As someone who has canvassed the view that the stock market sell off was over-the-top, the fact our market is now out of bear territory is satisfying. But I’m even more knocked out by the fact that investors haven’t been petrified by the Coronavirus, with our latest Switzer Fear, Greed & Hope survey showing that they’ve seen substantial buying opportunities.
This might surprise you but the survey found that not only do investors prefer stocks over property, the blue chip companies they want to own are the ‘millionaires factory’ Macquarie Bank and CSL, the former government-owned Commonwealth Serum Laboratory!
This shouldn’t really be surprising as both these companies are world class and serious export-income earners. But it indicates that so-called ‘mums and dads’ or retail investors are becoming more sophisticated analysts of the share market.
Our initial survey was released in February and 30% of investors then thought the stock market might rise by 1% to 5% this year but our May survey reveals that number has been halved. In February, only 6% expected an 11% plus rise for stocks. In our latest survey, that number has grown to 13%. And approximately 63% of investors think that the time to invest in stocks is now. And while 26% think another crash will happen this year, 41% think the next market collapse will be 2025 or beyond!
Even though Aussies are often portrayed as addicted to property, the Coronavirus crash has seen 63% of those investors surveyed prefer stocks, while only 10% think bricks and mortar looks attractive! And those so worried that they only want to invest in government-guaranteed bank term deposits numbered 10%, which suggests 90% aren’t spooked by the Coronavirus economic threats.
On property, our survey found 54% of respondents think property prices will fall. That compares to approximately 66% who think share prices are on the way up.
Aside from the top two i.e. CSL and Macquarie, BHP and CBA came in third and fourth place.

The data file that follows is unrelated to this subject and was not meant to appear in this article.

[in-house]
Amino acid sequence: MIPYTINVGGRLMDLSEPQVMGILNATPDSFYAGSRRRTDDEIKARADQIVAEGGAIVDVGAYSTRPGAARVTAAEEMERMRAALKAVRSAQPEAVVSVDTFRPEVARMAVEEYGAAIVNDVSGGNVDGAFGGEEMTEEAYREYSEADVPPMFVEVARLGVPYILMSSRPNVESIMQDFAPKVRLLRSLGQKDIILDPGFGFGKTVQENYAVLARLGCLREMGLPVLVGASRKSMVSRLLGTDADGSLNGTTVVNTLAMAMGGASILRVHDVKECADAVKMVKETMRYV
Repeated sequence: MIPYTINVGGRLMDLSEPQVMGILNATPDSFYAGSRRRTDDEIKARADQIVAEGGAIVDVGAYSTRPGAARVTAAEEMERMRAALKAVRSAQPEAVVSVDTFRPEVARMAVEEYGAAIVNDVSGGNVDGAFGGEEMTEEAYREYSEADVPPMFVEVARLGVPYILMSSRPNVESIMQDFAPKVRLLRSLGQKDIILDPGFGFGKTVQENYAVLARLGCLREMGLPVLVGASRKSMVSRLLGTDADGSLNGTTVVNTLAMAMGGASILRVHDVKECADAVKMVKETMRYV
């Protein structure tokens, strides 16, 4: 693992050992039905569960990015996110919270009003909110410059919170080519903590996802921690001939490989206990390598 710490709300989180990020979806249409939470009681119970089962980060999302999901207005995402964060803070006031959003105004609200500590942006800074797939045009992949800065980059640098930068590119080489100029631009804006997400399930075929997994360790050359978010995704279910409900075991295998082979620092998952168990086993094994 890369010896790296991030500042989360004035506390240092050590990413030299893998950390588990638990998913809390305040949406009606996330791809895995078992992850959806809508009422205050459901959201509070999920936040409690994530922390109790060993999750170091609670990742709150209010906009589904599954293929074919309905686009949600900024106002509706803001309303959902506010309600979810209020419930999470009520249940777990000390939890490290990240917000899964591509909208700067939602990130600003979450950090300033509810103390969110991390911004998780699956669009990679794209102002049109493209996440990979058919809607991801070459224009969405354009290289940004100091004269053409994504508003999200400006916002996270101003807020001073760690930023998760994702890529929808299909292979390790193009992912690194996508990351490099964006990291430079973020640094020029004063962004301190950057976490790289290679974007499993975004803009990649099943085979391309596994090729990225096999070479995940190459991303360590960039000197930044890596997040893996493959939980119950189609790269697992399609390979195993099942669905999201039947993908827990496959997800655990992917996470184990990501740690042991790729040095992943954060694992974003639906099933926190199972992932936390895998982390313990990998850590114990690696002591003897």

There are many interesting insights from this survey of almost 3,000 respondents but what I’m taken by is how retail investors have piled into top quality companies, while a number of my very experienced fund manager buddies have held cash in pretty big percentages, expecting another leg down for stocks.
Don’t get me wrong, they could be right. But I suspect the combination of online trading and the escalation of financial education, especially around stock market trading, have created a smarter group of retail investors who might have ‘eaten the lunch’ of the smarties who run funds.
You see, retail investors in the past have been caught out rushing back to stocks after a crash and have lost money when a second-leg down came around. This has often been seen as novice investors becoming victims of a sucker’s rally.
Like me, many long-term investors could cope with another leg down and would be prepared to buy again at low prices because they have a competitive advantage over fund managers. And what’s that?
Long-term investors don’t have to impress their clients each quarter and can play the long game, like those wise investors who bought CBA in the GFC at $27 and last year received a dividend of 17% plus because they bought when most people were fearful.
It’s the reopening of the economy and the surprise revelation that only 3 million not 6 million people needed JobKeeper that has raised hopes that the economy and therefore company profits won’t be as badly hit as we once expected.
It’s why I suggested on Monday in the Switzer Report that bank stocks looked like a good investment for the long-term player. The likes of Westpac is up 8% this week and overnight in the US, Goldman Sachs is up 16%. This augurs well for our bank stocks again today.
This great move up for stocks out of the bear market is a welcome trend that tells us that there’s an expectation that our economic future is looking miles better today than it did one, two and six weeks ago. It probably partly explains why the PM’s approval has gone up from 60% in our February survey to 88% in this recent one.
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